Let me just say that I loved this movie. I could see pretty well where the plot was going, but the journey was most of the fun. The first time one of the alien weapons was fired I got chills. The special effects were done in such a way that I almost forgot that they weren’t real. The visual style of District 9 is very gritty, and the special effects blend in very nicely. They aren’t colorful like Transfomers 2. They aren’t completely monotone and dark like Terminator 4. They are exactly what they should be – extensions of real life scenes and action sequences. For instance, one scene involves a truck ramming into a mechanical walking robot. The robot is CGI (not because it looks CGI, but because you just know it is), but the truck is real. They could have done the whole shot in CGI like they would have done in a Micheal Bay film, but they chose to blend the CGI with real world objects, and I have found that is where the best action sequences are born. Here are a few examples of good CGI/real-world object blending:
The actor who played Wikus is likable in a pitiful sort of way, although he makes bad decisions and isn’t the brightest man alive. I enjoyed watching his transformation, physical and psychological. The budget for District 9 was $30 million. In comparison, the budget for Transformers 2 was $200+ million. Despite this huge difference in funding, District 9 had much more amazing and poignant special effects, and overall felt a lot more real. There were just as many scenes featuring special effects in District 9 as there were in Transformers 2, because the aliens were in almost every scene. I realize T2 had to pay big name actors and went on a marketing blitz, but that still leaves at least $100 million for production expenses (probably much more than that). This only goes to show that what makes a movie good is quality and creativity, not money and sex.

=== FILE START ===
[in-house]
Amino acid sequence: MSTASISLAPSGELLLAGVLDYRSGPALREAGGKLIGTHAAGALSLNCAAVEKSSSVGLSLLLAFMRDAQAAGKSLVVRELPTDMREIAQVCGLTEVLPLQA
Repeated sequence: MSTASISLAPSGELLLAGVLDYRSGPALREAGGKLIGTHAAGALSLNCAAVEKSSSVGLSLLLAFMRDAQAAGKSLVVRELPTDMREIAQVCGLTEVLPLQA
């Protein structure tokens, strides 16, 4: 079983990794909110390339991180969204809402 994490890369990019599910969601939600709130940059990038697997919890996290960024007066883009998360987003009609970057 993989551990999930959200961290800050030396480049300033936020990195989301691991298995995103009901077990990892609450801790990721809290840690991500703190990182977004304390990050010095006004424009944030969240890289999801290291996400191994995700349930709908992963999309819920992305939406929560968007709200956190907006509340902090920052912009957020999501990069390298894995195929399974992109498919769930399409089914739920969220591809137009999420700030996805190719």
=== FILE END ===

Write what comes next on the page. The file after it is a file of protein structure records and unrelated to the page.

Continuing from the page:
The weapons were quite stunning. I found myself yearning to see another out of this world weapon being fired, and every time I got what I wanted. Such advanced machinery and technology in the same frames as dirty, run-down hovels and trash is what makes this movie stand out:
The last 20 minutes of the film blew me away. When Wikus was driving the mech-warrior suit and fending off an entire army of soldiers shooting everything from pistols to mini-guns, and then he caught that RPG in mid-flight and flung it aside, there literally were cheers in the theater, and I was one of the people that audibly cheered. I haven’t experienced audience response like that since The Matrix. It seemed like there was nothing that couldn’t be done, and nowhere we couldn’t go, and I attribute that to Neil Blomcamp, director and screenwriter.